But it's not only governments. It's the first time that we've seen large technology companies providing open support. Microsoft and Google and others share their information, they open their intelligence centres to the Ukrainian decision makers. They helped to stop some of the attacks.

But first and foremost, it's the Ukrainians themselves. They have developed capabilities since 2014. In the years between 2014 and 2022, there were very strong attacks against critical infrastructure and financial institutions. So, as they developed their military force and their air force, they also developed cyber capabilities.

Are you seeing any movement of those attack and defence capabilities from the geopolitical sphere or nation states into the private sector?

We cannot distinguish between the two. The Russians attack critical infrastructure, not only with real missiles but with cyber missiles, which often means privately held companies. The Solar Winds attack that was exposed in 2020 was an attack on the supply chain of Western enterprises, presumably related to Russian proxies.

The assets that a nation has are also in the private sector. So, the risk for the private sector has grown dramatically over the past year.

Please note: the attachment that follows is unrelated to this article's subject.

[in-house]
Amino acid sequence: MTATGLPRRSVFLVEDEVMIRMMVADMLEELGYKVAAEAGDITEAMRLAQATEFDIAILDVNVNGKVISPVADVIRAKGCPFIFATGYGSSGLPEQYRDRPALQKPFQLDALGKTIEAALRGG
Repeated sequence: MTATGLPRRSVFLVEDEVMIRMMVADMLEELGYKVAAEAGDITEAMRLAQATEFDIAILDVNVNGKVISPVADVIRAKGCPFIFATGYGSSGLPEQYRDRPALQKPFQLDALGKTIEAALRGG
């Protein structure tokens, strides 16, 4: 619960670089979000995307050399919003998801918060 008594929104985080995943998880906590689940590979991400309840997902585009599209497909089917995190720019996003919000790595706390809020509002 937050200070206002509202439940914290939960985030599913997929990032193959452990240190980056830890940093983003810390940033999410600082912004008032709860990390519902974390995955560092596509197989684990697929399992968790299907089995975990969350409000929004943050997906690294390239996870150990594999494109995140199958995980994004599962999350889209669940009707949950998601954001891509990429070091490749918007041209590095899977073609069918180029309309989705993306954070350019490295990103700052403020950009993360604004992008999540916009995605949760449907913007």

What should board members and CSOs focus on in this changing threat landscape?

The threat actor landscape has grown dramatically, not only because of the war but also because of other trends that took place even prior to the war.

The exposure is much bigger now because organisations have become more digitised. They're moving to the cloud, which creates more vulnerabilities. They’re working remote. And I'm not sure they have much more budget to counter that.

The first thing they need to do is prioritise. It's not a security discussion. This is a business discussion, whether it's a private enterprise or a government agency. The discussion should take place not only with the chief cyber executives, but across the board and management, to work with business stakeholders to understand what assets they need to protect. Where is the important data? What are the crown jewels, so to speak.

And then, according to that, you start asking yourself who is the threat? Where will it come from? And then you start to deploy resources to protect yourself as an organisation.

You want to project to your shareholders, to the company, ministers and the public as well that you have decreased the risk over time.